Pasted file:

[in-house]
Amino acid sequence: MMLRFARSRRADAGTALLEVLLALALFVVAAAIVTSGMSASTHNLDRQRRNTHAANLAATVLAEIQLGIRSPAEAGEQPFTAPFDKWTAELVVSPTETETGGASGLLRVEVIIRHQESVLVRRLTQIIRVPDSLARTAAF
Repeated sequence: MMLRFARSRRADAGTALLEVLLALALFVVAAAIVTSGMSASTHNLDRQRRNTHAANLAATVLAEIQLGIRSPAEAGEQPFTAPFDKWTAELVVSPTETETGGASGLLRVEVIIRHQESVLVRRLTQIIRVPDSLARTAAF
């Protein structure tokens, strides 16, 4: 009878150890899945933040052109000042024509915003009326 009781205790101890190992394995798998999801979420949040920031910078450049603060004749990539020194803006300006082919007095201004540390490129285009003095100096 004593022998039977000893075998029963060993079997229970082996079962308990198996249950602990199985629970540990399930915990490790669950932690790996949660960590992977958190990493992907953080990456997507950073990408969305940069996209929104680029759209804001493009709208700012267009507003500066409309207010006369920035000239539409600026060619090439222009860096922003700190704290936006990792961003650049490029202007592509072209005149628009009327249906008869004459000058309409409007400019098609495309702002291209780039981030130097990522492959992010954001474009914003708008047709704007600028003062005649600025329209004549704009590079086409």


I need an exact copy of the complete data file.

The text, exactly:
[in-house]
Amino acid sequence: MMLRFARSRRADAGTALLEVLLALALFVVAAAIVTSGMSASTHNLDRQRRNTHAANLAATVLAEIQLGIRSPAEAGEQPFTAPFDKWTAELVVSPTETETGGASGLLRVEVIIRHQESVLVRRLTQIIRVPDSLARTAAF
Repeated sequence: MMLRFARSRRADAGTALLEVLLALALFVVAAAIVTSGMSASTHNLDRQRRNTHAANLAATVLAEIQLGIRSPAEAGEQPFTAPFDKWTAELVVSPTETETGGASGLLRVEVIIRHQESVLVRRLTQIIRVPDSLARTAAF
């Protein structure tokens, strides 16, 4: 009878150890899945933040052109000042024509915003009326 009781205790101890190992394995798998999801979420949040920031910078450049603060004749990539020194803006300006082919007095201004540390490129285009003095100096 004593022998039977000893075998029963060993079997229970082996079962308990198996249950602990199985629970540990399930915990490790669950932690790996949660960590992977958190990493992907953080990456997507950073990408969305940069996209929104680029759209804001493009709208700012267009507003500066409309207010006369920035000239539409600026060619090439222009860096922003700190704290936006990792961003650049490029202007592509072209005149628009009327249906008869004459000058309409409007400019098609495309702002291209780039981030130097990522492959992010954001474009914003708008047709704007600028003062005649600025329209004549704009590079086409």